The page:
Jape: Sentinel review - understated, unassuming and unique genius
Richard Egan has been an impressive force in Irish music since the 1990s. Before forming instrumental insurrectionists The Redneck Manifesto in 1998, he served stints in Black Belt Jones and Sir Killalot, and has moonlighted as a gun for hire with David Kitt and Villagers. Jape was never a side-project, but a full-blooded alternative pop entity in its own right.
Sentinel is the sixth Jape album. Two of his long-players have bagged the Choice Music Prize: Ritual in 2006, and Ocean of Frequency in 2011. Bizarrely, Egan’s status as the only artist to win the Choice twice means his UK equivalent is PJ Harvey with her double Mercury gongs.
Egan reveals that these songs were written during “early mornings of no thought” when his inspiration consisted of “whatever the dreams left out on their doorsteps for me”. On the opening title track, he plays a gorgeous meditative acoustic guitar and gently sings, “while we are here we are all stumbling” and “one of these days they’ll find me out so I might as well protect me”, while musing on the transformative power of small acts of kindness.
“Mornings taught me about real peace, supplying ways to renew wonder into my days,” Egan writes in a brief press release for Sentinel. “Finally embracing irrelevance with love. Looking into the mirror and thinking, ‘How long can I ignore this poor prick before I have to answer him?’”
While born out of pared down simplicity, Sentinel is his most sophisticated and advanced sounding record yet, full of emotion and empathy, which is even infused into a track called Instrumental for the Lonely. I Want to Get it Right is sublime, featuring a tingling piano and a heartbreakingly beautiful melody.
Sentinel was mixed in Studio Mollan in Egan’s hometown of Malmo by Emil Isaksson, and mastered in Sterling Sound in New York by Steve Fallone, who has sprinkled sonic fairy dust on records by The National, Hozier, J Mascis, The Breeders, Interpol, David Byrne, Yo La Tengo, The War on Drugs, and Arcade Fire, to name just a few in recent years.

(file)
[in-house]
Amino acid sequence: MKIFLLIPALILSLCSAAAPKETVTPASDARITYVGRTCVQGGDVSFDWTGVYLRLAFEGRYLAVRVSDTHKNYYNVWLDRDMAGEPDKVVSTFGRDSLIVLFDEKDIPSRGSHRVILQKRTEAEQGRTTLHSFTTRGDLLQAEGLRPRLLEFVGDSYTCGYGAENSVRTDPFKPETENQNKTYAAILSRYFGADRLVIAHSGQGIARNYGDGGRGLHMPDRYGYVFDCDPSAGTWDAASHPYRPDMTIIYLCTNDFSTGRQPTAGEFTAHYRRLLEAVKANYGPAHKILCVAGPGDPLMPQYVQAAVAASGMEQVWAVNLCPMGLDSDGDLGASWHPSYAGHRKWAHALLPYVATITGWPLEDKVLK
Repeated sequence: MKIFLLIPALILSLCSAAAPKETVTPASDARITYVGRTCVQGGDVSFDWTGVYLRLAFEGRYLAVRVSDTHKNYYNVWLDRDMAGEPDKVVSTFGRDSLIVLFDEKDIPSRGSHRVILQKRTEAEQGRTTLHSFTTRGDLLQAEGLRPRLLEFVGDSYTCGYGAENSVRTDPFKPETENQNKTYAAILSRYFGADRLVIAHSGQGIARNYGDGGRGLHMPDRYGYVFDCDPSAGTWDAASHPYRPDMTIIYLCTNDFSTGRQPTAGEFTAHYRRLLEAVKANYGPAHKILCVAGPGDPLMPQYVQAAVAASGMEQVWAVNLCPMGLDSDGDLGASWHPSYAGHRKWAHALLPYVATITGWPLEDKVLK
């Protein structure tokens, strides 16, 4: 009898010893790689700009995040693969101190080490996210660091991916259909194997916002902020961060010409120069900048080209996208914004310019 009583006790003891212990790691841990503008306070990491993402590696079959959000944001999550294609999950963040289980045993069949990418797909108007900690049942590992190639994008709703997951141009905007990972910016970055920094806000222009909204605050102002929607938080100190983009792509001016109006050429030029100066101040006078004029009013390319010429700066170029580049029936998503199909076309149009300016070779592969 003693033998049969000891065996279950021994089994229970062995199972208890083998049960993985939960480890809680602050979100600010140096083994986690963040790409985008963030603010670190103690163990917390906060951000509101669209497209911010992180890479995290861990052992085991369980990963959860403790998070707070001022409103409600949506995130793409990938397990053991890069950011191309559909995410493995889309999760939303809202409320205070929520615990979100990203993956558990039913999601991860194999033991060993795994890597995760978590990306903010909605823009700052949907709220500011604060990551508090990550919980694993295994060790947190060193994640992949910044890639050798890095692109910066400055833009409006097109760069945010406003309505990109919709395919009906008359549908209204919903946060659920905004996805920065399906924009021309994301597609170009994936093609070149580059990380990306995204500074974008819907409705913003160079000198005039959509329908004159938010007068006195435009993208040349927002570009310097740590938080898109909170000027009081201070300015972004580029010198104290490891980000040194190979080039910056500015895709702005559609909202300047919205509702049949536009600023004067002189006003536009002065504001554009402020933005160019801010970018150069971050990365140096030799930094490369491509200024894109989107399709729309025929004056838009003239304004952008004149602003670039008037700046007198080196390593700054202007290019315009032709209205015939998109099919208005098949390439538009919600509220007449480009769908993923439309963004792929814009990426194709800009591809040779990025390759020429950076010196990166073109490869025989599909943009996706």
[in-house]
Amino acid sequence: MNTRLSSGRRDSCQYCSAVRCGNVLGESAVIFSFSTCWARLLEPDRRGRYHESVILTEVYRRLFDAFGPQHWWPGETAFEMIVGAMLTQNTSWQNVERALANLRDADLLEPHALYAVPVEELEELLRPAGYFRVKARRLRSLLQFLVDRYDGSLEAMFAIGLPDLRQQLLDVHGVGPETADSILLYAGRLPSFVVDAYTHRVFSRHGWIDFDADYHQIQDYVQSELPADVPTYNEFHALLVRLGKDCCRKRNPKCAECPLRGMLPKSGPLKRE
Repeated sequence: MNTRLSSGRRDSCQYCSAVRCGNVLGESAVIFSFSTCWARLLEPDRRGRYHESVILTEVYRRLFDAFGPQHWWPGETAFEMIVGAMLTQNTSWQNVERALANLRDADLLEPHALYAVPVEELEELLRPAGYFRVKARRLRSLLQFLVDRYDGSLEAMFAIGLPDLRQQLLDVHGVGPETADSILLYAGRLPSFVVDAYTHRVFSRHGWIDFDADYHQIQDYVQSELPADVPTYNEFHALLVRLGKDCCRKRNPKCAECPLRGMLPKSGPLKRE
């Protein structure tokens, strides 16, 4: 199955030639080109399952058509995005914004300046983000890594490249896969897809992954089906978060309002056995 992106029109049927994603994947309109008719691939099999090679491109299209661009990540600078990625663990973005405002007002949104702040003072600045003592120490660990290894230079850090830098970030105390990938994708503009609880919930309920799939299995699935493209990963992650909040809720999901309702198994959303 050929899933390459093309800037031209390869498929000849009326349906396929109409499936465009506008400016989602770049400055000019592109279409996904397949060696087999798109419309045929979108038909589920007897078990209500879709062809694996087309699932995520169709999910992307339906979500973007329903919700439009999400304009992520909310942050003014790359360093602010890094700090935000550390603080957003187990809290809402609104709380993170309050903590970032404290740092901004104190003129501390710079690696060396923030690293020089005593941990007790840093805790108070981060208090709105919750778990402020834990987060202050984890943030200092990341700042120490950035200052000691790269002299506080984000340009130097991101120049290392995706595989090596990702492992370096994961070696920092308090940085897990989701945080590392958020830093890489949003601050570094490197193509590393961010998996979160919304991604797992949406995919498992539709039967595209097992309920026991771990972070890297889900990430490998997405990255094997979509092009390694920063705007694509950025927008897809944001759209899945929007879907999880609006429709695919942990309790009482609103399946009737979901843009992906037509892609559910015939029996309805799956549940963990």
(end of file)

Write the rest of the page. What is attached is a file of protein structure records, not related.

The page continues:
I Was Wrong sounds a little like Villagers meets Bon Iver, as Egan extracts more mystery and depth from his voice via a vocoder. The second half of The Sea Shade contains some blissful, tender and haunting moments. Willing to Fail is an upbeat variation on Samuel Beckett’s famous adage of trying again, failing again, and failing better. “I keep an eye on where I’m going, I keep an eye on who I am,” Egan sings. “When it gets down to it, I’m willing to fail.”
A track called Harrington Street, named after the pretty thoroughfare in Portobello in Dublin which boasts some remarkable oriel windows before it ends at South Circular Road, offers a gorgeous parting glass. Sentinel concludes with a spooky refrain from Egan, a spaced out acoustic guitar, and lyrics about an encounter in the smoking area of Leonard’s Corner pub, providing the perfect coda for a moving, minimal and elegant album. Egan has found peace in the writing process and confronting his visage, thoughts and fears in the cold light of a morning mirror. Amidst the self-deprecation and self-discovery, he confesses he is confiding in the listener. “It is a private record and I hope you can share in its privacy,” he says.
The privilege is all ours. Richard Egan is one of the finest Irish musicians of the past 20 years. Sentinel is another reminder of his understated, unassuming and unique genius.